Tag Archives: book publicist
Book publicists are happiest when they hear about new radio shows and new television shows, and new magazines and new newspapers, and new sites and new blogs, and book publicists are usually at their unhappiest when they learn about book promotion opportunities’ drying up. No book publicist I encountered was glad to hear that “Oprah” was leaving the airwaves, for instance.
Yesterday, one of my clients nearly lost a book promotion opportunity. I’d set up a radio interview for the author with the producer. It was to be the author’s first radio interview ever — not only for this book promotion campaign. So I was eager to hear the interview and listened to the radio show online as it streamed live.
I just came across a wonderful blog entry by Laurie Gold who provides book reviews for Publishers Weekly called “The Painful Side of Reviewing.” In it, Gold reveals that the painful side of writing a negative book review isn’t having to read a bad book. Rather, it’s having to hurt an author’s (and a publisher’s) feelings.
From a book promotion and book sales standpoint, it’s hard to know which news is more disappointing: 1) Glenn Beck’s novel, which was panned by critics, is the number one New York Times bestseller or 2) Larry King’s CNN talk show will end in the autumn.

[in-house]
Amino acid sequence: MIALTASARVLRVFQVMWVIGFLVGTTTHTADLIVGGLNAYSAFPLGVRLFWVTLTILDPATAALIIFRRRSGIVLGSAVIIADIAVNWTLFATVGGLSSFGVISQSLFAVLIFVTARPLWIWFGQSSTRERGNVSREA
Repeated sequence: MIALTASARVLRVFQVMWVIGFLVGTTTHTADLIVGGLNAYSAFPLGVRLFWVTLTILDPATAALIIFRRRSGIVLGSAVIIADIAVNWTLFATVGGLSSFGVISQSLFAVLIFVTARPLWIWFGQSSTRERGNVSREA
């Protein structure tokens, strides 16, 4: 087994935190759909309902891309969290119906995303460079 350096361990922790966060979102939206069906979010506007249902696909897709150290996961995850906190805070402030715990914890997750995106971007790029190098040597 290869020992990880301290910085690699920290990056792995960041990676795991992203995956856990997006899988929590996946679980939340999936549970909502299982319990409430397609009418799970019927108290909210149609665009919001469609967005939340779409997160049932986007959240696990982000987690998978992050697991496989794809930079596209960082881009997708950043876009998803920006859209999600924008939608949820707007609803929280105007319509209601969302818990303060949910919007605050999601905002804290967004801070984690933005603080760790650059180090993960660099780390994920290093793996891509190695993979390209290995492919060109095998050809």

Not so long ago, even this book publicist thought it was nearly impossible to conduct book promotion campaigns for self-published books. But enterprising book publicists consider each book on an individual basis when deciding whether or not to take on a project, and after I’d conducted a few amazingly successful book promotion campaigns for a few great self-published books, I became a believer. Yes, you can successfully (and unapologetically) promote a self-published book.
I wonder if this was all a book promotion ploy on the part of Fergie. Sarah Ferguson, if you haven’t yet heard, will appear on the Oprah Winfrey Show to talk about her recent, um, mishap.
Does John Grisham need another book promotion opportunity? Maybe not, but that doesn’t mean he turned down a book promotion opportunity when NBC’s “Today Show” offered him one. Grisham appeared on “Today Show” yesterday to promote his new (and his first) children’s book, Theodore Boone: Kid Lawyer which is about a 13-year-old who gives legal advice to his friends.
Talk about a book promotioni coup! Imagine making Oprah.com’s list of favorite women writers. How lucky are Jodi Picoult, Elizabeth Berg, Alice Munro, Toni Morrison, Kathryn Stockett, Anchee Min, Maya Angelou, Amy Bloom, Gaile Parkin, Louise Erdrich, and others?